Shakopee burger contest

Shakopee students who came up with the New York patty melt visited Shakopee Bowl, where their burger is being sold this month.

Shakopee High School culinary students had the chance this quarter to put their chef’s hats on in a real-world scenario when co-owner of Shakopee Bowl, Dave Johnson, asked culinary teacher Heather Baumbach if she’d like to enter into a partnership.

They landed on an idea that would engage the class and be a hot selling item: a burger contest. The four best burgers, they decided, would be sold at the bowling alley.

Baumbach said after her conversation with Johnson, she took to the whiteboard, erased what she had planned for her class that week, and wrote “Burgers.”

For the next several class periods, students broke out into groups and brainstormed ways to create creative, delicious burgers that would sell in a bowling alley. Baumbach tasted 24 burgers, and narrowed them down to eight, before Johnson and his kitchen manager, Matthew Meyer, chose the final four.

Those burgers, which will be sold at separate times from now until May, are the New York patty melt, a root beer burger, a glazed doughnut burger and a habanero mango burger.

“It just fell into our laps and it’s been so good, for both ends,” Baumbach said. “There’s that additional level of making things good, because (students) are making these for the general public.”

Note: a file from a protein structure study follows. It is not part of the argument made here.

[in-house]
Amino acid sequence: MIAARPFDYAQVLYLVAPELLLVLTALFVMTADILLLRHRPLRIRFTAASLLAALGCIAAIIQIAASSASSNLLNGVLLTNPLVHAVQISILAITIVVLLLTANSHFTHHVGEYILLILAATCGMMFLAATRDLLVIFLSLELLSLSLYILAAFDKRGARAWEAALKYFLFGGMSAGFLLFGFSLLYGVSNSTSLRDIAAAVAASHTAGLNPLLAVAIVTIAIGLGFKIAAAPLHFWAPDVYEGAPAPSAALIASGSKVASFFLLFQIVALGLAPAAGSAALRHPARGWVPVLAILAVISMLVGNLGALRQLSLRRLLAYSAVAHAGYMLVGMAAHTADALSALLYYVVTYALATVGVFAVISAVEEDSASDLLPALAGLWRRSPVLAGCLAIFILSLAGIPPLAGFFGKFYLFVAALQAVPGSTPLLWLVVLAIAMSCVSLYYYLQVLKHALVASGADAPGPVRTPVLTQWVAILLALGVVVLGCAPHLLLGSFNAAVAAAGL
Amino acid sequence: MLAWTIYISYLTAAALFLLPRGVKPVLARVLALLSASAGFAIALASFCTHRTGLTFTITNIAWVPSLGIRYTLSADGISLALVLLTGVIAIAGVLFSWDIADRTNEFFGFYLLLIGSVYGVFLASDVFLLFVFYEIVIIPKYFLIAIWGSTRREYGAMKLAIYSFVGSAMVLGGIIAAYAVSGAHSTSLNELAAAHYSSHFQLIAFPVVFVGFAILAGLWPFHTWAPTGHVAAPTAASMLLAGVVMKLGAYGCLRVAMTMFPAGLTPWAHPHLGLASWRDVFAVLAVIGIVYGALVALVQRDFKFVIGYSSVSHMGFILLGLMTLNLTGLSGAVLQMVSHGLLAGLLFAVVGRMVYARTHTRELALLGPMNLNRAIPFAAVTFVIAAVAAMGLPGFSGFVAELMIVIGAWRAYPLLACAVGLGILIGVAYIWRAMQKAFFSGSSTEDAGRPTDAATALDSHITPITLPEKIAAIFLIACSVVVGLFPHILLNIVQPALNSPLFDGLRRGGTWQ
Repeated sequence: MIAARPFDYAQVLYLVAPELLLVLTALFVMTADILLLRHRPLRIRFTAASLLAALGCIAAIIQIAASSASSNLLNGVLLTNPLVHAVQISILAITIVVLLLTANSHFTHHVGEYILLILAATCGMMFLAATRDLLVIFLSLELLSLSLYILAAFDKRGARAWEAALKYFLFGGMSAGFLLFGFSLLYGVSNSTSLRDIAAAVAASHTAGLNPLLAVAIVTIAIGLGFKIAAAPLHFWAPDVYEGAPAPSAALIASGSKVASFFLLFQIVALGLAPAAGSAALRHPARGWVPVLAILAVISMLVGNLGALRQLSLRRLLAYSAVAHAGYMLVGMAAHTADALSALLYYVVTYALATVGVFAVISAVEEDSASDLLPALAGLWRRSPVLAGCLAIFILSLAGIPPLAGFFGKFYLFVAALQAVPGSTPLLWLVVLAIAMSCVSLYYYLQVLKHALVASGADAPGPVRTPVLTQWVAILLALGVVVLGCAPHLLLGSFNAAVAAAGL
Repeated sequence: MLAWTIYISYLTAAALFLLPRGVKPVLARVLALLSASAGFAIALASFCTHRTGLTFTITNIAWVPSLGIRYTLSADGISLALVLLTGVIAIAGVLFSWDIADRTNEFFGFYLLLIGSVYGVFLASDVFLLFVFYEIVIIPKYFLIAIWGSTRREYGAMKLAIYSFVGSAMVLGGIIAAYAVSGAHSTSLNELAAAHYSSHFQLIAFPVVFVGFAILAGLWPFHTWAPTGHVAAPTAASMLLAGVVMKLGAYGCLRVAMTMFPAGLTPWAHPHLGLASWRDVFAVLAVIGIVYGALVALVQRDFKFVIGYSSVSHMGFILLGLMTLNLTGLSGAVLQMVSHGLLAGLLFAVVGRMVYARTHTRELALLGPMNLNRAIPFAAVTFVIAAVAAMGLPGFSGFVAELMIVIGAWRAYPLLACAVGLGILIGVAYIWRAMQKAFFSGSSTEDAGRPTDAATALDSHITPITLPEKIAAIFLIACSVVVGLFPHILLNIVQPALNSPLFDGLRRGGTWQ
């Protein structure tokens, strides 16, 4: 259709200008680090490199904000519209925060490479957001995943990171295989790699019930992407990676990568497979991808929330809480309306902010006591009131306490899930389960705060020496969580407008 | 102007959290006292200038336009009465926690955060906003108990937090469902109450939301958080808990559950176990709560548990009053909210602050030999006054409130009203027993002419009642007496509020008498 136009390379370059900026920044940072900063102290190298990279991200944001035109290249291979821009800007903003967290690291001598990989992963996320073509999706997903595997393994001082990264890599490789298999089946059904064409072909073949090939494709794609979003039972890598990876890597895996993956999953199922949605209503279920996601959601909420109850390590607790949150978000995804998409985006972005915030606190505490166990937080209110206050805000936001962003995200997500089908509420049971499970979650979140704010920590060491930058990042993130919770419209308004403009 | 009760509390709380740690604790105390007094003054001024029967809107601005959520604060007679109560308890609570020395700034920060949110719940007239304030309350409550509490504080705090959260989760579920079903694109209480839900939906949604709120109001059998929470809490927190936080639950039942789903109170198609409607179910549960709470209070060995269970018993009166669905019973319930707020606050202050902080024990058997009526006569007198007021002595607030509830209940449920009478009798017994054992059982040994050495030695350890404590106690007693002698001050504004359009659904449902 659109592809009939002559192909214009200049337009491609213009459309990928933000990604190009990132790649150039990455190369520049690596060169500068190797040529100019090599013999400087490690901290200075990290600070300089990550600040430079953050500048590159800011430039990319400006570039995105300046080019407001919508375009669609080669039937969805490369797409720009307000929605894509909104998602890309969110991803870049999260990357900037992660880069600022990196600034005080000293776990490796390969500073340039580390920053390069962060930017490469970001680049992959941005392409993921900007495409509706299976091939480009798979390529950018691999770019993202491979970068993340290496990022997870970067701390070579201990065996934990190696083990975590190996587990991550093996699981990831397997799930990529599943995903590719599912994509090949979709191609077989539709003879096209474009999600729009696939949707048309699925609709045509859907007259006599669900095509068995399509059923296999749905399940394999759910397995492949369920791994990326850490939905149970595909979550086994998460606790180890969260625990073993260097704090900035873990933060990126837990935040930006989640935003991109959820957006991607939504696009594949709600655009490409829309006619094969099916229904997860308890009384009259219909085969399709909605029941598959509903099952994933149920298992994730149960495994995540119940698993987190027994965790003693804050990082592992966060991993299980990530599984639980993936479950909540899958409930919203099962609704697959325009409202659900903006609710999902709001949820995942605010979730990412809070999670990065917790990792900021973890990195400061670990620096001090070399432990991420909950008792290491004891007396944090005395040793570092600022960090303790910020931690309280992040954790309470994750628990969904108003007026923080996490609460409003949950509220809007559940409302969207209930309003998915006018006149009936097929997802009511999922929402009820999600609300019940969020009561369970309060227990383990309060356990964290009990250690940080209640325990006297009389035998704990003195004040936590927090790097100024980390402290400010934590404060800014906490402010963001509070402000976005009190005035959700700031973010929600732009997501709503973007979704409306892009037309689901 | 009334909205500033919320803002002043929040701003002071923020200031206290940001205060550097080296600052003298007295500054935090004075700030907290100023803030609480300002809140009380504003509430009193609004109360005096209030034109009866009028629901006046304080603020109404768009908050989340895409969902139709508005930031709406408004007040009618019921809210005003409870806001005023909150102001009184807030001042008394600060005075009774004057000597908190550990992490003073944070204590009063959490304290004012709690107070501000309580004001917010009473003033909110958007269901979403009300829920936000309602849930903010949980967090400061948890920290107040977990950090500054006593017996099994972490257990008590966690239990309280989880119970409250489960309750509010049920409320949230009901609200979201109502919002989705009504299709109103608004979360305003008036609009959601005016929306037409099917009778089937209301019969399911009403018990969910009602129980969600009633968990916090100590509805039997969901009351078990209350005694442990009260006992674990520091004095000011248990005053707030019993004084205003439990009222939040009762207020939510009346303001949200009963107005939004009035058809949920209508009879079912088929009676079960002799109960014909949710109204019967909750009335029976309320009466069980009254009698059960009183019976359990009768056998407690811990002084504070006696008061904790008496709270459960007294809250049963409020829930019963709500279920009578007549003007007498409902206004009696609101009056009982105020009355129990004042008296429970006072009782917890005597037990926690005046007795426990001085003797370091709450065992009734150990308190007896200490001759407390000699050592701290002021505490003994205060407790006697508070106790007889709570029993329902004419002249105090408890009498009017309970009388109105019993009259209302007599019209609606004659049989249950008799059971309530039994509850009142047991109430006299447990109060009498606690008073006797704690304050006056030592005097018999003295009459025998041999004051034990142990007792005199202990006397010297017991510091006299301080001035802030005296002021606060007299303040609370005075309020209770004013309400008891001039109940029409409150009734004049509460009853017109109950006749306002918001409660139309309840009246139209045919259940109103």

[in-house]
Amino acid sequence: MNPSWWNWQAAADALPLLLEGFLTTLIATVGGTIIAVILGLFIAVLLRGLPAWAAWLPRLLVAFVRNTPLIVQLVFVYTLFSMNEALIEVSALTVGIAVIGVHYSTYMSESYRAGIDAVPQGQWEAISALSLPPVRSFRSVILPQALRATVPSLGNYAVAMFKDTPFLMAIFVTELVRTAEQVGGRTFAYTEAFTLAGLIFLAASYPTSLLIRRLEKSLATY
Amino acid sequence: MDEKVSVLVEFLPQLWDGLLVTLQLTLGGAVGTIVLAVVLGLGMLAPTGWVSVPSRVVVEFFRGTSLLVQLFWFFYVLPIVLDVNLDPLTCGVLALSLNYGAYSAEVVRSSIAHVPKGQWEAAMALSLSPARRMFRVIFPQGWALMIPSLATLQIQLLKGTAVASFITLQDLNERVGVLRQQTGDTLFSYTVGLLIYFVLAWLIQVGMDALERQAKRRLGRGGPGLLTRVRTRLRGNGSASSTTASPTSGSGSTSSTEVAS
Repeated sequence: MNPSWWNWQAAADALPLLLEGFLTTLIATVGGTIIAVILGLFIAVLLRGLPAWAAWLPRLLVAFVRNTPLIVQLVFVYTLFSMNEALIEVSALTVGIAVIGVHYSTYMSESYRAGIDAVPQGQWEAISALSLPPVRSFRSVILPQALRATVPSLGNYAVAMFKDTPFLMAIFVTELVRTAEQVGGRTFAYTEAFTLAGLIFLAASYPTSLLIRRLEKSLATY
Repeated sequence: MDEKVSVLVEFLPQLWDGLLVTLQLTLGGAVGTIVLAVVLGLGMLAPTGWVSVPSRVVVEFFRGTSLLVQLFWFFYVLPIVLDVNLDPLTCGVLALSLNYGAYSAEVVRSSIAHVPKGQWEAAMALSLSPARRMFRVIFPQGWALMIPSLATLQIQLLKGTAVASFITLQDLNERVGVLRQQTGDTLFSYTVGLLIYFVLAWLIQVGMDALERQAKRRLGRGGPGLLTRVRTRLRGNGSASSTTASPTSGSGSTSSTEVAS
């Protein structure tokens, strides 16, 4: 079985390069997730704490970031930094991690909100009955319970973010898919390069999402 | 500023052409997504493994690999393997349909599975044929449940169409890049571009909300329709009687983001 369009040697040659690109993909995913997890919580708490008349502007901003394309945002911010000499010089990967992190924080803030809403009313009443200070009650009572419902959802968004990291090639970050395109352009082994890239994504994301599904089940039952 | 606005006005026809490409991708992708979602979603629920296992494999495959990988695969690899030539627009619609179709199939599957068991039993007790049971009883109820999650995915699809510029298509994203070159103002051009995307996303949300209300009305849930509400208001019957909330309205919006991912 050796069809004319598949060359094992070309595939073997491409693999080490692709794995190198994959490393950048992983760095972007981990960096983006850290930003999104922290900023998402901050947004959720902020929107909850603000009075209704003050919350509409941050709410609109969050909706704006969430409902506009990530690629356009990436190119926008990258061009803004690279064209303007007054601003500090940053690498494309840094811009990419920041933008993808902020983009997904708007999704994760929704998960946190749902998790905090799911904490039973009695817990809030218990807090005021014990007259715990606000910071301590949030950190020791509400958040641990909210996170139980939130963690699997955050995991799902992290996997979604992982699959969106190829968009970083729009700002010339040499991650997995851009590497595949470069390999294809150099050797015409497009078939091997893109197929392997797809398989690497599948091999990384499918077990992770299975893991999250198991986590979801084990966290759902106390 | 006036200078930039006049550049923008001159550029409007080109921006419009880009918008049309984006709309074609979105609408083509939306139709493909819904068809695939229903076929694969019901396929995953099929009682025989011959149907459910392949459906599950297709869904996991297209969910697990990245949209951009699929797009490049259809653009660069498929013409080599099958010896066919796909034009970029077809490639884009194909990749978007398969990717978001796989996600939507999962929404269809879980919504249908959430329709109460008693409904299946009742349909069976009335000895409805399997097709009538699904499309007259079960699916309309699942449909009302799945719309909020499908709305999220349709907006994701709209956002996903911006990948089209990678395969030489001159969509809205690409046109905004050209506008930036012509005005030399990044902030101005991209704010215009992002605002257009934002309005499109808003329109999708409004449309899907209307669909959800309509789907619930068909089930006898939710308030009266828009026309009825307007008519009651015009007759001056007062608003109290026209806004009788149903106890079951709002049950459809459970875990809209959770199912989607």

As of March 9, the New York patty melt burgers had been on the menu for a week, and Shakopee Bowl had already sold 106.

“It’s been a hit,” Johnson said.

The New York patty melt burgers will be the March burger special, with the root beer burger and habanero mango burger taking over for April and May, respectively. The glazed donut burger will be sold on a select day each month, since Johnson said it’s a little more work to order fresh donuts.

And the featured food won’t stop at burgers. Next quarter, Baumbach and Johnson said, they want to sell some winning nachos.

Maddie DeBilzan graduated with a journalism degree from Bethel University. She’s interned at Salon Media and the St. Paul Pioneer Press. Outside of work, she sifts through Goodwill clothing racks, listens to Ben Rector's music and goes on long runs.


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